We have a cat named Sapphire Samurai. He is impossible to crate without an extra pair of hands. Even at 20 he manages to stick his legs out in such a way that he cannot be put into even the biggest cat carrier. This makes going to the vet difficult.
Sam, as we call him, isn’t alone in not using a crate in a vehicle. However, we do team up. I hold the cat and someone else drives. It’s not a perfect solution, but it works. If we got into an accident…even a little one…that wouldn’t be the case. A cat carseat may be in our future.
Distractions: An animal in the car is probably going to cause some distracted driving. Driving solo is worse, and the worst is not having the animal secured. The animal could potentially come between your foot and the brake pedal, which is a good way to get into an accident.
Crates: These are a wise choice in driving some animals. However, not all crates are alike and not all are safe in a vehicle. The crate shouldn’t be able to slide around and should be secured. Even a hard stop could send the crate flying otherwise. This is dangerous for the pet, the driver and the passengers. Talk to your vet about the best crate, both type and size to make sure your pet is safe.
Carseats: You may be rolling your eyes, but this is sometimes a better idea than a carrier. There are many types and can fit many sizes of animal. They are mostly used for dogs, but a small dog carseat may work with a cat.
Cross tethers: It’s the law. If an animal is riding in the back of a pickup, it has to be cross tethered. This prevents the dog from jumping out of the bed while the truck is in motion. Just tying the animal to the bed isn’t enough, because it could jump, dangle and strangulate. I see so many dogs who *aren’t* cross tethered and I worry about each one.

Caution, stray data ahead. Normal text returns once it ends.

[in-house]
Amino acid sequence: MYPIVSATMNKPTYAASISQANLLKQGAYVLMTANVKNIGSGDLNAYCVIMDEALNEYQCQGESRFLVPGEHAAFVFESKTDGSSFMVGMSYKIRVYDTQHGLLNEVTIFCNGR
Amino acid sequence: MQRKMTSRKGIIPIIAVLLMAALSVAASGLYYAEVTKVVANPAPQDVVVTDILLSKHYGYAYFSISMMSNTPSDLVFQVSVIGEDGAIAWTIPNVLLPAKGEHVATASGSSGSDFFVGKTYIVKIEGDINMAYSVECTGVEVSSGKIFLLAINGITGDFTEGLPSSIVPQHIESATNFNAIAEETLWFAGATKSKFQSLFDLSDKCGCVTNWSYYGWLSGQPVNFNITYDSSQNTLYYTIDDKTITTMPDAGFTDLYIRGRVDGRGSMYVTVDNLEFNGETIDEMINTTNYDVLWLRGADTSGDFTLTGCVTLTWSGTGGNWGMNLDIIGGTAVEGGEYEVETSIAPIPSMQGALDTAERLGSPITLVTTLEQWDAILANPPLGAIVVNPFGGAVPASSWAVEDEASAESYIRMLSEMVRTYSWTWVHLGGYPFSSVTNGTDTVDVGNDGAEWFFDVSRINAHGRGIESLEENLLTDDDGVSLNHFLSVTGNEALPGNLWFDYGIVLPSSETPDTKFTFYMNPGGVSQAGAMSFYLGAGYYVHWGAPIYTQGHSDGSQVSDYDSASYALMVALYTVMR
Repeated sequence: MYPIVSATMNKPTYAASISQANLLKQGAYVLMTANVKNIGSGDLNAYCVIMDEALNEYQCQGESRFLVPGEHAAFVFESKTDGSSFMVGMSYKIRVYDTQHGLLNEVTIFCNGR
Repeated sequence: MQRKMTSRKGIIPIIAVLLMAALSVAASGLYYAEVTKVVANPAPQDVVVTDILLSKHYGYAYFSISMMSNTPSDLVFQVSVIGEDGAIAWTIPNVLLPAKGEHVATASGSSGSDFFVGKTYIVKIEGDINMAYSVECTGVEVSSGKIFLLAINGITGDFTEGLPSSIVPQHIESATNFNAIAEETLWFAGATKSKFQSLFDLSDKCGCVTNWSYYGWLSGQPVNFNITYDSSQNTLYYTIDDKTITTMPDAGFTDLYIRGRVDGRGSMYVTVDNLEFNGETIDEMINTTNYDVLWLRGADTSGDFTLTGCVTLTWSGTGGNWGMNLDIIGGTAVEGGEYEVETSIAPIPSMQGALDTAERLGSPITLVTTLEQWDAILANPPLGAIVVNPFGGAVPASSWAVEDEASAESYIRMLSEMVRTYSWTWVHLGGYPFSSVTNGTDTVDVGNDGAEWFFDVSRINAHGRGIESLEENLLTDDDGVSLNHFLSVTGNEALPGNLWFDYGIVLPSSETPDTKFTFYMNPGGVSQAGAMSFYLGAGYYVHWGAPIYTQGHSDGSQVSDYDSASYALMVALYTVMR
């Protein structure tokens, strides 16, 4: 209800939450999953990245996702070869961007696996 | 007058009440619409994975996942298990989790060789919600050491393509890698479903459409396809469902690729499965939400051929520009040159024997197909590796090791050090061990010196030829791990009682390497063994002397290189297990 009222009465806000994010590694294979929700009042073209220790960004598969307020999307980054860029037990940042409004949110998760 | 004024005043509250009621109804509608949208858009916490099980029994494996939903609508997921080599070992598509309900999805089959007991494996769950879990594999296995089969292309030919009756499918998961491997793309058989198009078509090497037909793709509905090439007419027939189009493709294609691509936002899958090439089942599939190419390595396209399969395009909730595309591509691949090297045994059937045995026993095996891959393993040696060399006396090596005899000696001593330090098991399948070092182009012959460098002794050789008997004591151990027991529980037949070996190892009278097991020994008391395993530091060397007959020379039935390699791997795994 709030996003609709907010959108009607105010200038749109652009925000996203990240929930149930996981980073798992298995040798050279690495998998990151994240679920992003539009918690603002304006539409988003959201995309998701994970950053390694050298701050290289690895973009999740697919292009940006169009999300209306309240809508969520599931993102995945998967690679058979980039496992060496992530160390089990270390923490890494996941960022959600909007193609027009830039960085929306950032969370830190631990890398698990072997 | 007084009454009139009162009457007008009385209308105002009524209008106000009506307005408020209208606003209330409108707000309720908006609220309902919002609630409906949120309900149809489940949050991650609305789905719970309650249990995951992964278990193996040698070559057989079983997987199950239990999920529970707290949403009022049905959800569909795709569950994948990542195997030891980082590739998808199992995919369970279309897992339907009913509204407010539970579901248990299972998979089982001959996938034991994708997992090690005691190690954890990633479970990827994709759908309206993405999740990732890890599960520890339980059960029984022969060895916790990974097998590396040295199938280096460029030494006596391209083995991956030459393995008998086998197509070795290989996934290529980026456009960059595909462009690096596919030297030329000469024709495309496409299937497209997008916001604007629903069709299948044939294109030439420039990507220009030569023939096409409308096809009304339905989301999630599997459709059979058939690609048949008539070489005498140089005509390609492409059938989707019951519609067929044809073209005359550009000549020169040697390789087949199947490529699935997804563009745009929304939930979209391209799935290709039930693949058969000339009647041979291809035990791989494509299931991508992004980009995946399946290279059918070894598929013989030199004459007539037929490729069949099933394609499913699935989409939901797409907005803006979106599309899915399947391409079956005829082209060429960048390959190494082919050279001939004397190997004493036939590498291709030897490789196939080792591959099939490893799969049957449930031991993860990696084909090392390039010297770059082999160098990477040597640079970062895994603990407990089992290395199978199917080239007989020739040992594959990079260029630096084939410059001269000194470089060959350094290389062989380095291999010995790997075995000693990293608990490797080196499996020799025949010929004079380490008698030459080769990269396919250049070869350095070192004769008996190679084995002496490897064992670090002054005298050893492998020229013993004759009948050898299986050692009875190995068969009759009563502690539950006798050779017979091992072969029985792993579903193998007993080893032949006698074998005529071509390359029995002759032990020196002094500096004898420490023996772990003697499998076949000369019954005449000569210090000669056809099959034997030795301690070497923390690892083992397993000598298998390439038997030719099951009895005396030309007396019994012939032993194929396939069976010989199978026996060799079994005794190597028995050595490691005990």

About hanging the head out the window: Even if the dog is secured there are dangers to letting it stick its head out of the window while the car is in motion. One is the ease with which debris can hit the eyes. A bug or piece of dust hitting an eye at 60 mph is going to do some damage. The other problem seen by vets is the fact that the wind dries out the dog’s eyes. It might be wise to forego the open window routine.
Hot cars: Granted this isn’t while driving, but it is something that gets done. Never, ever leave a pet (or a person) in a car while you run in and get something. It doesn’t take long for a car to become an oven. Cracking the window only helps passersby to get the pet out faster. If you do this, you can expect to come back to a police officer and a broken window.